Enough about that pissant other than to say it’s a pity he didn’t have a go at Ramsdale, who’s built like a brick shithouse and would have sent Maupay to the shadow realm, never to return. There was bound to be an emotional letdown after thrashing Spurs last weekend, even moreso because the result suggested to us that we had rounded a corner and were set for smooth sailing. Unfortunately, Graham Potter knows what he’s doing (as evinced by the fact that we faced him and his squad this week as opposed to last week).
— Chris Wheatley (@ChrisWheatley_) October 2, 2021
After being benched for a short stint in 2012-13, Szczęsny ended sitting out almost half of the 2014-15 season after getting caught smoking in the changing room after his own errors allowed Southampton to beat us 2-0. It’s one thing to smoke while out on the town amongst mates, but to do so in the changing room all but dares Arsène to make a move. Szczęsny ended up watching as Ospina did tolerably well as we climbed to as high as second, however, briefly. When he did come on in FA Cup matches, he failed to convince, and we now have Čech as our presumptive #1 goalkeeper.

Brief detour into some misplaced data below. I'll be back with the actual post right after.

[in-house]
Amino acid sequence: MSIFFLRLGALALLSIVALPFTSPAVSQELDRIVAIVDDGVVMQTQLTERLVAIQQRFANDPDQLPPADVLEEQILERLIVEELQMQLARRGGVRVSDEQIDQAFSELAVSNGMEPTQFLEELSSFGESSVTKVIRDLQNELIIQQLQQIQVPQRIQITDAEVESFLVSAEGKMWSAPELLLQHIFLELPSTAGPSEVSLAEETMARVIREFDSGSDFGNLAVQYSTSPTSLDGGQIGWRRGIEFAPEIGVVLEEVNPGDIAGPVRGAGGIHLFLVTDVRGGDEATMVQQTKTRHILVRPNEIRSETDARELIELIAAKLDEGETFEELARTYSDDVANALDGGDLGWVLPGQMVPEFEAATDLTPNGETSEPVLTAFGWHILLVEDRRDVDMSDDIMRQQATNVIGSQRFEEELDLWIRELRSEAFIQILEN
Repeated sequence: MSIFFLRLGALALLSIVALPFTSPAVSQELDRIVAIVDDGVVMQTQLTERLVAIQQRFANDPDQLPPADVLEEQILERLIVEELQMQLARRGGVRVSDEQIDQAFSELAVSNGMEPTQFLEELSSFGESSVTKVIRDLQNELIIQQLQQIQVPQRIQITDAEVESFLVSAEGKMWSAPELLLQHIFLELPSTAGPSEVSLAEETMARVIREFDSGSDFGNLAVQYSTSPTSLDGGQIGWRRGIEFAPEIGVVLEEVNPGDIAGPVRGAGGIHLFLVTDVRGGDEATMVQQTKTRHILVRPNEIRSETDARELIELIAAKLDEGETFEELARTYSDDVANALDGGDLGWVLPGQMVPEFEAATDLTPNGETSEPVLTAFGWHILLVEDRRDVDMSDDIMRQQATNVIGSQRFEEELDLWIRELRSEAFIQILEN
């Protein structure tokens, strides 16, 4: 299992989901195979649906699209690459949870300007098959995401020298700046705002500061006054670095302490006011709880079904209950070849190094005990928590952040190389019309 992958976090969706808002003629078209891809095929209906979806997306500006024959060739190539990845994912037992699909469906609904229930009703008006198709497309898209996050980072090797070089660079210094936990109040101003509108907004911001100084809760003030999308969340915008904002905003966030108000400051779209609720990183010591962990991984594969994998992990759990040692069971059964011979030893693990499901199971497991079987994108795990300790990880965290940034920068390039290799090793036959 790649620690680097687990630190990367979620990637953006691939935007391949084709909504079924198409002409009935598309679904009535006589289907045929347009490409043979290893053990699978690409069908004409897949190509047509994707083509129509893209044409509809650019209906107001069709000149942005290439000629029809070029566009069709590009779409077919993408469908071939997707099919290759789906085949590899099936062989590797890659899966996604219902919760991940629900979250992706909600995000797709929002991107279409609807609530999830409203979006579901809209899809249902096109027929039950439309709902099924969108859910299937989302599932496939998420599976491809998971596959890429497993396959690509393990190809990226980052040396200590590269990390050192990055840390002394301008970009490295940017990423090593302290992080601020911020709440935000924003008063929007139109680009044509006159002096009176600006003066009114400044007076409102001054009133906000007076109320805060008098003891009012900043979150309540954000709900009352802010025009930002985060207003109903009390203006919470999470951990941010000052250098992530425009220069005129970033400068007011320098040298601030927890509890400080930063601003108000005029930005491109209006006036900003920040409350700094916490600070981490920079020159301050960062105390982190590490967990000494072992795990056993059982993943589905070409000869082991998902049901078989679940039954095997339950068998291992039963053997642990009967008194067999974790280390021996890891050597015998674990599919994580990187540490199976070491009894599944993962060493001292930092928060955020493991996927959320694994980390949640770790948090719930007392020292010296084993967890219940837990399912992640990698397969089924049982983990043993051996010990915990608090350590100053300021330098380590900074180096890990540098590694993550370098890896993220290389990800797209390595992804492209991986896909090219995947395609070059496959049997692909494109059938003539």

The original impression was that Čech’s arrival would offer Szczęsny motivation, mentorship, and modeling, and it would be Ospina out the door on his way to Fenerbahçe. Perhaps Arsène didn’t want to provide van Persie any help. Instead of the Čech-Szczęsny partnership, though, I wonder if we’ve seen the last of the latter. Put simply, our recent history of loaning out players doesn’t work in Szczęsny’s favour. Setting aside youth-products, the last five years of loans suggests that Arsène uses them as a polite way to ease a player out or dispense with him entirely. In those last five years, only two senior players from twelve who have been loaned out have made a successful return to the club: Ramsey and Coquelin. Among the departed: Mannone, Vela, Frimpong, Arshavin, Chamakh, Santos, Djourou, Park, Bendtner, and Podolski. On the bubble are Campbell and Jenkinson.